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CSU is strengthening our community of respect

CSU is strengthening our community of respect

Female student standing in foreground with a group of students behind.

More than 800 Charles Sturt University (CSU) students have completed a national survey about sexual assault and sexual harassment, and the Australian Human Rights Commission released the results this week.

At CSU, 18 per cent of our survey respondents said they had been sexually harassed at university, and 3.3 per cent reported being sexually assaulted at university in 2015/16.

Sexual assault is a crime and sexual harassment is never OK.

CSU is using the feedback from the survey, alongside recommendations from the Change the course report of national results, to improve reporting processes and support for students who experience sexual assault or sexual harassment.

CSU has committed to adopting all nine of the Human Rights Commission’s recommendations.

What is CSU doing?

Training opportunities

Stay tuned for a Consent Matters training package, which will be available to all students later this session. We’ll send you more information about the training and how to access it when it’s available.

We’re encouraging all staff to complete an online training module called Responding to Disclosures of Sexual Violence. Already, more than 100 staff have completed the training, and key staff in areas such as Student Central, some Student Liaison Officers and student counsellors have had extra face-to-face training in how to support you if you disclose a sexual offence. This means if you need to make a report, any staff member you feel comfortable talking to can help in the first instance.

Behind the scenes

CSU is also refining processes for recording incidents of sexual assault or sexual harassment. Staff will lodge your report in a centralised system, and you can remain anonymous if you wish.

Protocols have been reviewed and all staff have been sent a step-by-step guide to help them take your report and offer you a range of support options when you first approach them. A Sexual Assault Resource Group has also been created to provide staff with extra assistance with this process, if needed.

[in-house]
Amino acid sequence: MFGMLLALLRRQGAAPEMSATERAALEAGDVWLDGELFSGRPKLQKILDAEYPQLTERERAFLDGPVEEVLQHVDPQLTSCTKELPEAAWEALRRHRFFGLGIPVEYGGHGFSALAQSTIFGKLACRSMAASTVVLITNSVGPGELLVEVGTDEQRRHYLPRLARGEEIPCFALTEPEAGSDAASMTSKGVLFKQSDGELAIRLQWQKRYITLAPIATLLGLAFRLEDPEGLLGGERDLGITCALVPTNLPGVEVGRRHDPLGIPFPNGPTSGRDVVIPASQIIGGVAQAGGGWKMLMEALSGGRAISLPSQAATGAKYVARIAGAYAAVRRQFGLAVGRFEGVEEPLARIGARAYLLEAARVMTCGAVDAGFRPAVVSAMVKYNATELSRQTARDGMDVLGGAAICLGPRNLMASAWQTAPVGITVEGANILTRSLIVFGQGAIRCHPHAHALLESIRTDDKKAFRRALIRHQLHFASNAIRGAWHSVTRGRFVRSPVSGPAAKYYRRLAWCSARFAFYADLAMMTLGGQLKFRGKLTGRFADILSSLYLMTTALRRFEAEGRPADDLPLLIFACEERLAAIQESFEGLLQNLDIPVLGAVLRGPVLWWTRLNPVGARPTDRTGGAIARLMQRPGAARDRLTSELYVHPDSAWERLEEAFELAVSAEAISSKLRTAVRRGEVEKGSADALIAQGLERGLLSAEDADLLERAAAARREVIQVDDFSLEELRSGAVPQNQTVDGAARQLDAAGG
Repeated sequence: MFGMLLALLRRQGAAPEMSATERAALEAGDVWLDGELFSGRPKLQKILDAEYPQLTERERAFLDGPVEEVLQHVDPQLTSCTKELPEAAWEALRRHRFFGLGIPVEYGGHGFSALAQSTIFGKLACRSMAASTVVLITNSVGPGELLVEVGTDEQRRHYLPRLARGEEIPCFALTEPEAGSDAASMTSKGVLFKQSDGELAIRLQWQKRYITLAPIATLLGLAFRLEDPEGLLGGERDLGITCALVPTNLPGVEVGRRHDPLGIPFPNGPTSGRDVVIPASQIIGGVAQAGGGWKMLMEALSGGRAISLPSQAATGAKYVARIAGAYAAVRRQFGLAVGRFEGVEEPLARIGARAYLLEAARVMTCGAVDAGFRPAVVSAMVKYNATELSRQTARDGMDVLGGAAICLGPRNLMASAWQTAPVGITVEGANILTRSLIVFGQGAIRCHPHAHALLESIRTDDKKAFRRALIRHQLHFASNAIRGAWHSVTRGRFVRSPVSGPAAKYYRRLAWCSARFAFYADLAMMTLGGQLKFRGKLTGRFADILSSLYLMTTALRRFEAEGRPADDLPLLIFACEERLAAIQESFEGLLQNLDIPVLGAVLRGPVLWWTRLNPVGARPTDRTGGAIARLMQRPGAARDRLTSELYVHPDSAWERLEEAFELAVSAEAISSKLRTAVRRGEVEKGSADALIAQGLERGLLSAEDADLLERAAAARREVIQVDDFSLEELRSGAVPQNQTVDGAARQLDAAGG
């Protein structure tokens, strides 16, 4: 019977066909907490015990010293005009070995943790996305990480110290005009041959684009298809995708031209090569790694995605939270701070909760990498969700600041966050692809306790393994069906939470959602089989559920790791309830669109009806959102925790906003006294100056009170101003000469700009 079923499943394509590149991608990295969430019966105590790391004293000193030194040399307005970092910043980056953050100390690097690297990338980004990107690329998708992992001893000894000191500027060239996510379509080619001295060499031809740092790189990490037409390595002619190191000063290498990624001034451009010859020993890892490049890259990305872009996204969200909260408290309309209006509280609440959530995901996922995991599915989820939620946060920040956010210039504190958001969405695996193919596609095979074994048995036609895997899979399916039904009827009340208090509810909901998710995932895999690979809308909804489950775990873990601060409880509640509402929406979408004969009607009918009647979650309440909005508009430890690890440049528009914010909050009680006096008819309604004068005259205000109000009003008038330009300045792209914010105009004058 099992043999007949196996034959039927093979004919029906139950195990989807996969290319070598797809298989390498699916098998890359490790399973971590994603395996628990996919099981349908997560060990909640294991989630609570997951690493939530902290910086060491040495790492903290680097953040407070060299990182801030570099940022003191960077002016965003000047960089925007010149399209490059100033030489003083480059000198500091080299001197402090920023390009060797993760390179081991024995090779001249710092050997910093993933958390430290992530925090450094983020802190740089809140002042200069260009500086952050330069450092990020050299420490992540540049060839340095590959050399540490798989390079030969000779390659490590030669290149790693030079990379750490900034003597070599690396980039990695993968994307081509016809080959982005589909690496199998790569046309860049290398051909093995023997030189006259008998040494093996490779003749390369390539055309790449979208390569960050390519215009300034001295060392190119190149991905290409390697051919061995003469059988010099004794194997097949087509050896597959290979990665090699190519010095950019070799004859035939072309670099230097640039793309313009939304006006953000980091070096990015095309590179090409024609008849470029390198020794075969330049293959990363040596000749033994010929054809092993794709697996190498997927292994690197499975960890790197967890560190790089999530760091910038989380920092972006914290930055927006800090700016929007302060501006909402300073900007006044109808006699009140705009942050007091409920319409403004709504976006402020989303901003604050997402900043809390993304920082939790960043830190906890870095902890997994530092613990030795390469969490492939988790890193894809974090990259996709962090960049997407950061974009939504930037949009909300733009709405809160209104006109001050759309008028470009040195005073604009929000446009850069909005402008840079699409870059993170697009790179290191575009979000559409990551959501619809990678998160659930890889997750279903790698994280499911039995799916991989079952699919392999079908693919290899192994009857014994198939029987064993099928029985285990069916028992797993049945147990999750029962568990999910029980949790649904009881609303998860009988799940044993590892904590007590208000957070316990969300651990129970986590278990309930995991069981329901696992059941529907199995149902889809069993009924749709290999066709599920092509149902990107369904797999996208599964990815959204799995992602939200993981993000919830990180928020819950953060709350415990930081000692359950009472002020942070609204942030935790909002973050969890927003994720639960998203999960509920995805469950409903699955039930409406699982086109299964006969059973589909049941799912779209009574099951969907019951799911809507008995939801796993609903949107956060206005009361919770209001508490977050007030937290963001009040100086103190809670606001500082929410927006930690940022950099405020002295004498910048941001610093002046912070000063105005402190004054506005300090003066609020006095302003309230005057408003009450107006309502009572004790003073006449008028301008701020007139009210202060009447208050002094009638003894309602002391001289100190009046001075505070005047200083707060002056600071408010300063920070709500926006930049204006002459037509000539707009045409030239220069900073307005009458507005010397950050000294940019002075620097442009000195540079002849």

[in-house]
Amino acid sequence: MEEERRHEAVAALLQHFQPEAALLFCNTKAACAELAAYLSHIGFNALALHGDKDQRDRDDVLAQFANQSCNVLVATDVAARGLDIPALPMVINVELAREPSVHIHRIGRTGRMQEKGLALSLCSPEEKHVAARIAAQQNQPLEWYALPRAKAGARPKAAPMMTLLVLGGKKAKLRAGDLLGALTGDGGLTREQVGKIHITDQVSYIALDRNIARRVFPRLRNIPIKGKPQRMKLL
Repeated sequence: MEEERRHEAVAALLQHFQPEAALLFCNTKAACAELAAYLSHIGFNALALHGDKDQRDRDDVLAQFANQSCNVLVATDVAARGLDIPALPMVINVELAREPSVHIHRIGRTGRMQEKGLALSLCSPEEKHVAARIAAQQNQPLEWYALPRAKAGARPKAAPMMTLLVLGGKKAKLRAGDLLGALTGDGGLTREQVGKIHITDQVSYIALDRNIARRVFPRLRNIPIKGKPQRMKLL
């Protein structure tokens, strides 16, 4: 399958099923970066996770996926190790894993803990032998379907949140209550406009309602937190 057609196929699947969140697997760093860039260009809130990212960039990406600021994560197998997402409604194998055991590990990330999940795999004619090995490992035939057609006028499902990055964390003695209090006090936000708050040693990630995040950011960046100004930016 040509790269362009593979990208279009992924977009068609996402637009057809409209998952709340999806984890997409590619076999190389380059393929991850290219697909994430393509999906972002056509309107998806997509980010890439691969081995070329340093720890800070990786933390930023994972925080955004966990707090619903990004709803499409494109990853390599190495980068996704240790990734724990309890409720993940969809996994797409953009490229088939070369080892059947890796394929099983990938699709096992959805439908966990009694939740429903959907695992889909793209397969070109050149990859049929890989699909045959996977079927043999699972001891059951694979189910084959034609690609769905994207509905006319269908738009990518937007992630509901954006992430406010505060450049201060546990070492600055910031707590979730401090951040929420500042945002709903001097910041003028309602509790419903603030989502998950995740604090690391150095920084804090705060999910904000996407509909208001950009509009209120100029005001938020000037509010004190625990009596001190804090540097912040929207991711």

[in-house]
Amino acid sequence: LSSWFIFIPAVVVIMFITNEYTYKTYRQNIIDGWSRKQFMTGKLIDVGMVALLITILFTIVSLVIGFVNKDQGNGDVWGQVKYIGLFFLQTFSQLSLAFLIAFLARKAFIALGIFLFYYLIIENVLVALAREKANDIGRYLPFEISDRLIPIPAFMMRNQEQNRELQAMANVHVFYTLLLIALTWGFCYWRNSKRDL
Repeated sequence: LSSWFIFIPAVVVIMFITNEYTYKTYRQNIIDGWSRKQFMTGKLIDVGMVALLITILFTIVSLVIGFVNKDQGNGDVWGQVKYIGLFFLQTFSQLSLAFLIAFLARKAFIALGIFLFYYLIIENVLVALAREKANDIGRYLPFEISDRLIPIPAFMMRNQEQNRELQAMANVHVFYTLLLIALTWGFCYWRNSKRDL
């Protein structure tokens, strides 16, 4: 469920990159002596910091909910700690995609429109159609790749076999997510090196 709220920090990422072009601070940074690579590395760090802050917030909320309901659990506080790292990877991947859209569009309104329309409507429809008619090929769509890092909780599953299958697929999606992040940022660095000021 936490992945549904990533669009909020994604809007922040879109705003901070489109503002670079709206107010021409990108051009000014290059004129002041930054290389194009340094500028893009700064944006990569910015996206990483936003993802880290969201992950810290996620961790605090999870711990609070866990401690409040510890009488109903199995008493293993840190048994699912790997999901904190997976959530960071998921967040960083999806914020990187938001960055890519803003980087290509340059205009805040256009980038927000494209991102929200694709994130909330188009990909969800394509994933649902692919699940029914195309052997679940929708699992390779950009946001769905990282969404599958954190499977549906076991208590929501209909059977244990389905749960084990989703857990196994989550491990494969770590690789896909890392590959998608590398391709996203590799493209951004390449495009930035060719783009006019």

The support you need

Your Residential Advisers are a great resource if you live on campus. Each year, they gain specialised skills in responding to sexual assault and sexual harassment as part of their training.

If you have experienced sexual assault or sexual harassment and would like to report an incident or get support, you have a range of options:

  • Call 1800 961 991 for urgent counselling or to make a report. This number goes direct to a CSU student counsellor from 9am to 5pm, and diverts to the National Support Line (1800 572 224) after hours to offer 24-hour support
  • Make an appointment with a CSU student counsellor
  • Email the Ombudsman
  • Contact crisis services in your community

In an emergency situation, you should always contact 000 and campus security. CSU Safe provides direct access to security contacts from your smart phone.

To find out more about CSU’s survey results and our commitment to making CSU a safe, respectful community, visit our dedicated Respect. Now. Always. website.

This is an SSAF funded initiative
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